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Analysis

Ontario’s Five Biggest Police Boards are Overwhelmingly Male and White

Three-quarters of all police services board members are white, while two-thirds are male

Ontario’s civilian police services boards are supposed to represent and reflect the communities served by local police forces.

But a new analysis by PressProgress looking at the racial and gender composition of Ontario’s five largest police services boards, the independent bodies in charge of setting the priorities and policies of local police forces, suggests many Ontarians are not reflected or represented by the people who create the rules for the police.

In total, three-quarters (74%) of board members overseeing Ontario’s five biggest police forces are white.

Two-thirds (67%) are male.

Source: PressProgress

The numbers look at police services boards for Ontario’s five biggest populations: Toronto, Ottawa, Peel, Hamilton and Kitchener-Waterloo.

Under Ontario’s Police Services Act, police services boards are intended to provide democratic, civilian oversight of local police forces through special powers to approve budgets,  give directions to the chief of police and “establish policies for the effective management of the police force.”

“The police boards are civilian oversight boards,” McMaster University social work professor Ameil Joseph explained to PressProgress. “They oversee police budgets and it is their responsibility to govern police services.”

“If these board do not have diverse representation of experience, education, perspective and identity, their attention to marginalized and equity seeking groups can be overlooked,” Joseph said.

“The historical impacts of inequities as they are experienced by marginalized groups are then omitted from policy making.”

Under provincial law, most large police services boards consist of seven members:

• Three board members appointed by the provincial government;

• One community board member appointed by city council;

• Three board members who belong to city council.

Toronto, which recently saw widespread protests against police following the death of Regis Korchinsky-Paquet, an Afro-Indigenous woman who struggled with mental health issues, counts four board members (57%) who are white and four members (57%) wh oare male.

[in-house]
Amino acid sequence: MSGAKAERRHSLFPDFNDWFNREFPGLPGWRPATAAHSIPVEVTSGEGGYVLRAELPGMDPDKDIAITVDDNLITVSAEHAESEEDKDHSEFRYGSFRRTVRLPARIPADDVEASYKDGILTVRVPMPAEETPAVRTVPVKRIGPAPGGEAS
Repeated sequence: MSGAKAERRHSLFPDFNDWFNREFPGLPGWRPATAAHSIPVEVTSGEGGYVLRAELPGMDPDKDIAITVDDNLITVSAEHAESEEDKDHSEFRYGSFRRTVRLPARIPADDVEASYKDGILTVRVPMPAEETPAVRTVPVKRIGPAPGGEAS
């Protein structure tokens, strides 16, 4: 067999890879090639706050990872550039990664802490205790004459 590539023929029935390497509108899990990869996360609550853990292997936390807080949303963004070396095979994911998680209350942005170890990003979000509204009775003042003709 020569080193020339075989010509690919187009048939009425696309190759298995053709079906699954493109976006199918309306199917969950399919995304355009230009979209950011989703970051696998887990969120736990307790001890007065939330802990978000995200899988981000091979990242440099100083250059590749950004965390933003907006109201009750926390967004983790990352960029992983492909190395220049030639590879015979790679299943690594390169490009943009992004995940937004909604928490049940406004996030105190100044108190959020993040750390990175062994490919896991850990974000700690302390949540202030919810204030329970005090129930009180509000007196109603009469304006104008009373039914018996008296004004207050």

While Toronto has three of board members who are racialized individuals, all were appointed by the province between 2017 and 2020. A spokesperson for Toronto’s police services board noted that its four white board members, including Mayor John Tory along with city councillors Michael Ford and Frances Nunziata, were appointed by Toronto city council.

The City of Ottawa says its board is intended “represent community interests,” yet five of Ottawa’s seven police services board members (71%) are white and four of seven (57%) are male.

In 2016, Ottawa mayor and police services board member Jim Watson, who is white, said he had “no idea” if the killing of Abdirahman Abdi, a Somalian man struggling with mental health issues, was related to race.

As recently as this week, an Ottawa police officer faced misconduct charges after creating and sharing racist memes mocking his racialized colleagues. Ottawa’s police services board told PressProgress it is “very much committed to ensuring equity, diversity and inclusion are priorities for the Ottawa Police Service – both internally within the membership and externally in its service to the community.”

In Peel, five of seven board members (71%) are white and six of seven (85%) are male.

In 2018, a Peel Regional Police officer faced accusations of racism after accidentally recording himself accusing a Palestinian man of bringing “violence” to Canada and telling him he didn’t understand “the culture of Canada.” Last year, an equity audit concluded Peel Regional Police’s leadership lacked “cultural competence” and found evidence of widespread sexual harassment.

Peel’s police services board did not respond to a request for comment from PressProgress.

In Hamilton, six of seven board members (85%) are both white and male.

“Where’s the diversity?” the Hamilton Spectator asked in March 2019, noting that only one member, who is an Indigenous woman, was neither white nor male.  Hamilton’s police board did not respond to questions from PressProgress.

In Kitchener-Waterloo, where one seat is currently vacant, the local police services board has a 50-50 gender balance, however, five of six members (84%) are white.

A spokesperson for the Waterloo Regional Police Services Board told PressProgress their board is “committed to improving equity, inclusion and diversity” and recently developed the service’s “first-ever Equity, Inclusion and Diversity Plan aimed at organizational and cultural change.”

They added that board members received “implicit bias training” in 2019 and have received training on “the history of Indigenous People in Canada.”

While that kind of training may be helpful, Abby Deshman, director of the Criminal Justice Program for the Canadian Civil Liberties Association suggests it is no replacement for having more people at the table with lived experiences in the communities they are supposed to represent.

“We know that certain groups — racialized individuals, those with precarious housing, women, Indigenous — are disproportionately impacted by crime and/or policing,  Deshman told PressProgress.

“If the board is not reflective of the communities most impacted by policing, it risks overlooking or failing to understand the experiences of marginalized groups.”

 

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PressProgress is an award-winning non-profit news organization focused on uncovering and unpacking the news through original investigative and explanatory journalism.

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